David Forman
University of Nevada, Las Vegas
For Kant, any authentic moral demands are wholly distinct from the demands of prudence. This has led critics to complain that Kantian moral demands are incompatible with our human nature as happiness-seekers. Kant’s defenders have pointed out, correctly, that Kant can and does assert that it is permissible, at least in principle, to pursue our own happiness. But this response does not eliminate the worry that a life organized around the pursuit of virtue might turn out to be one from which we cannot expect any of this (permissible) happiness. To address this worry, Kant would need to establish that there is a kind of harmony between virtue and our own happiness that can give us confidence that aiming at morality does not require us to abandon our hope for happiness in this life. This paper aims to show that Kant—building on insights from Rousseau that Kant identifies with Cynicism—does offer an account of such a harmony between virtue and worldly happiness.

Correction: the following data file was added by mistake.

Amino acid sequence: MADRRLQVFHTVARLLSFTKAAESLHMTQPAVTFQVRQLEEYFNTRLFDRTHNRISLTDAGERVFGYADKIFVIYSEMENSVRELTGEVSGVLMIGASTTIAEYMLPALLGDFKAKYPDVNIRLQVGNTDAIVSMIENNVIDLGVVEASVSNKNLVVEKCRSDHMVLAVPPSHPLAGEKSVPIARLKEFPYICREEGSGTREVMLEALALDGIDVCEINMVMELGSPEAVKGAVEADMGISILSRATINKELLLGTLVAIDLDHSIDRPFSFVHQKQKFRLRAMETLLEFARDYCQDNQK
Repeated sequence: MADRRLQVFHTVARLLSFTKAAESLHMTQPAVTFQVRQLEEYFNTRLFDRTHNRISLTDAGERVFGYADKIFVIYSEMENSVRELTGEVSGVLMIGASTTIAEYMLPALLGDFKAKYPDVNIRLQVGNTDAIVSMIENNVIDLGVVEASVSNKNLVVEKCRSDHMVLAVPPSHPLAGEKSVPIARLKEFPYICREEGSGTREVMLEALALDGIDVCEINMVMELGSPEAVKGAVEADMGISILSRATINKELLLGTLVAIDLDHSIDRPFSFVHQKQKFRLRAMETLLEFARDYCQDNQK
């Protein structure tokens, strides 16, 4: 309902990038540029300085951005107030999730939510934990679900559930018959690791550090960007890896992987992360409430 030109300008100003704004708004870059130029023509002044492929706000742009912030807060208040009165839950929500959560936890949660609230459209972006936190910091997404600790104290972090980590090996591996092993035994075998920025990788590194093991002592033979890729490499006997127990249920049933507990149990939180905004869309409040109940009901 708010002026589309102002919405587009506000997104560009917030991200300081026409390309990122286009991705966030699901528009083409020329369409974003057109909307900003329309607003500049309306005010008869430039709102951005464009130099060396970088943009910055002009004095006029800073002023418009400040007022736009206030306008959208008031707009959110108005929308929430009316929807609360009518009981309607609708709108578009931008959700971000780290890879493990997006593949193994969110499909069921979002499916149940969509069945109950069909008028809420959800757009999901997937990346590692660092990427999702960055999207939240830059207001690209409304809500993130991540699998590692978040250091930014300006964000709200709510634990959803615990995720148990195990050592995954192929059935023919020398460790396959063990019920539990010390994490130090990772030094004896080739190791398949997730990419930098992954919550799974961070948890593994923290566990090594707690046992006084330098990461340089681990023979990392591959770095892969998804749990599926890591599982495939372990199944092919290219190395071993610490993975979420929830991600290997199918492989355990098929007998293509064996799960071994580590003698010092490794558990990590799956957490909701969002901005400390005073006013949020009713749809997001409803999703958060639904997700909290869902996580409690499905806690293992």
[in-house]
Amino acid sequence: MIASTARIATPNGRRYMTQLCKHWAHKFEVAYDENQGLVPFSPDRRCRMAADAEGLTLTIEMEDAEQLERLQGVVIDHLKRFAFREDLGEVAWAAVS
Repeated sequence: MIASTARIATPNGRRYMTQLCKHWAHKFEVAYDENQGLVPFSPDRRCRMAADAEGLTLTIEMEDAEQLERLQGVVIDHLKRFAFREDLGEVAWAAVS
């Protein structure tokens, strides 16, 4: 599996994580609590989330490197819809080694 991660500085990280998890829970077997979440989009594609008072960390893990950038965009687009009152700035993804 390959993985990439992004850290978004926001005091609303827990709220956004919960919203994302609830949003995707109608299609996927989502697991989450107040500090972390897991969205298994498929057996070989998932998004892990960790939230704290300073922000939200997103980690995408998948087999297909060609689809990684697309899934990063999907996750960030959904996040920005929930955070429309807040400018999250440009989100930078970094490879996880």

Keywords Kant  Happiness  Cynic  Ethics  Garve  Eudaimonism  sustine et abstine
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DOI 10.1353/hph.2016.0000
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References found in this work BETA

Principled and Unprincipled Maxims.David Forman - 2012 - Kant-Studien 103 (3):318-336.
Kant on Happiness in the Moral Life.Gary Watson - 1983 - Philosophy Research Archives 9:79-108.

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Citations of this work BETA

Kant on Moral Satisfaction.Michael Walschots - 2017 - Kantian Review 22 (2):281-303.
Kant’s Quasi‐Eudaimonism.Erica A. Holberg - 2018 - Southern Journal of Philosophy 56 (3):317-341.
Deontological Eudaemonism.Jeanine M. Grenberg - 2021 - In Camilla Serck-Hanssen & Beatrix Himmelmann (eds.), The Court of Reason: Proceedings of the 13th International Kant Congress. De Gruyter. pp. 1431-1438.

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